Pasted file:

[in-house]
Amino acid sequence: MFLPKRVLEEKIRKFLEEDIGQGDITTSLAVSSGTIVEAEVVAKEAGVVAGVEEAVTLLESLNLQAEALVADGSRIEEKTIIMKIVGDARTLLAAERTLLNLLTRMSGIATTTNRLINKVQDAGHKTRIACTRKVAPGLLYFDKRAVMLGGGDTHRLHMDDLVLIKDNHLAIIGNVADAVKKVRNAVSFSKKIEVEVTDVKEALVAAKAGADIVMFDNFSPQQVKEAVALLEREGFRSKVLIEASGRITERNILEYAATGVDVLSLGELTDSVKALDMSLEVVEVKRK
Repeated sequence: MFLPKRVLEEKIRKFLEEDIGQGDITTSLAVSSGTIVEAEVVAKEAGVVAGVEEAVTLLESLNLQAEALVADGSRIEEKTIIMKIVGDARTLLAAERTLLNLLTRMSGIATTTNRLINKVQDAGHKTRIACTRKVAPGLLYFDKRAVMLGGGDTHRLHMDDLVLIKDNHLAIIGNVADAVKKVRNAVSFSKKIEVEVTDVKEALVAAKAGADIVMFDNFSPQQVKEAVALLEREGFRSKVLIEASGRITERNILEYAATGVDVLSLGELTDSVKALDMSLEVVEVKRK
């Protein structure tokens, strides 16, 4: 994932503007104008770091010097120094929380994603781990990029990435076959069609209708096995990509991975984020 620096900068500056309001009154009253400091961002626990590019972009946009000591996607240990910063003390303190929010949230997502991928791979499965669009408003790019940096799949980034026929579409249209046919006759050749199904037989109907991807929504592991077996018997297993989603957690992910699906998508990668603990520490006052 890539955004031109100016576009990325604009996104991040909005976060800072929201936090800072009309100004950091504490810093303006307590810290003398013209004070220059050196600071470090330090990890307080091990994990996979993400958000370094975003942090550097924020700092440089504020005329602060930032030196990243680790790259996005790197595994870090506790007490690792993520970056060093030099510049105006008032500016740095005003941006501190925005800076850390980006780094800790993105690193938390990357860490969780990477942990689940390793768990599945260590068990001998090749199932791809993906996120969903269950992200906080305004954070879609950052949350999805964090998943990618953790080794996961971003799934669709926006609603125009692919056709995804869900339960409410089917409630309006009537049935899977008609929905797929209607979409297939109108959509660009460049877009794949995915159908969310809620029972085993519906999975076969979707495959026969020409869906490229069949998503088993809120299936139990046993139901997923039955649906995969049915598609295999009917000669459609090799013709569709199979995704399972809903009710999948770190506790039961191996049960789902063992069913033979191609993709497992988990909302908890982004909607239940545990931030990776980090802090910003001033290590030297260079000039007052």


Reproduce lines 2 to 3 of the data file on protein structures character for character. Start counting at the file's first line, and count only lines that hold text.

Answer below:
Amino acid sequence: MFLPKRVLEEKIRKFLEEDIGQGDITTSLAVSSGTIVEAEVVAKEAGVVAGVEEAVTLLESLNLQAEALVADGSRIEEKTIIMKIVGDARTLLAAERTLLNLLTRMSGIATTTNRLINKVQDAGHKTRIACTRKVAPGLLYFDKRAVMLGGGDTHRLHMDDLVLIKDNHLAIIGNVADAVKKVRNAVSFSKKIEVEVTDVKEALVAAKAGADIVMFDNFSPQQVKEAVALLEREGFRSKVLIEASGRITERNILEYAATGVDVLSLGELTDSVKALDMSLEVVEVKRK
Repeated sequence: MFLPKRVLEEKIRKFLEEDIGQGDITTSLAVSSGTIVEAEVVAKEAGVVAGVEEAVTLLESLNLQAEALVADGSRIEEKTIIMKIVGDARTLLAAERTLLNLLTRMSGIATTTNRLINKVQDAGHKTRIACTRKVAPGLLYFDKRAVMLGGGDTHRLHMDDLVLIKDNHLAIIGNVADAVKKVRNAVSFSKKIEVEVTDVKEALVAAKAGADIVMFDNFSPQQVKEAVALLEREGFRSKVLIEASGRITERNILEYAATGVDVLSLGELTDSVKALDMSLEVVEVKRK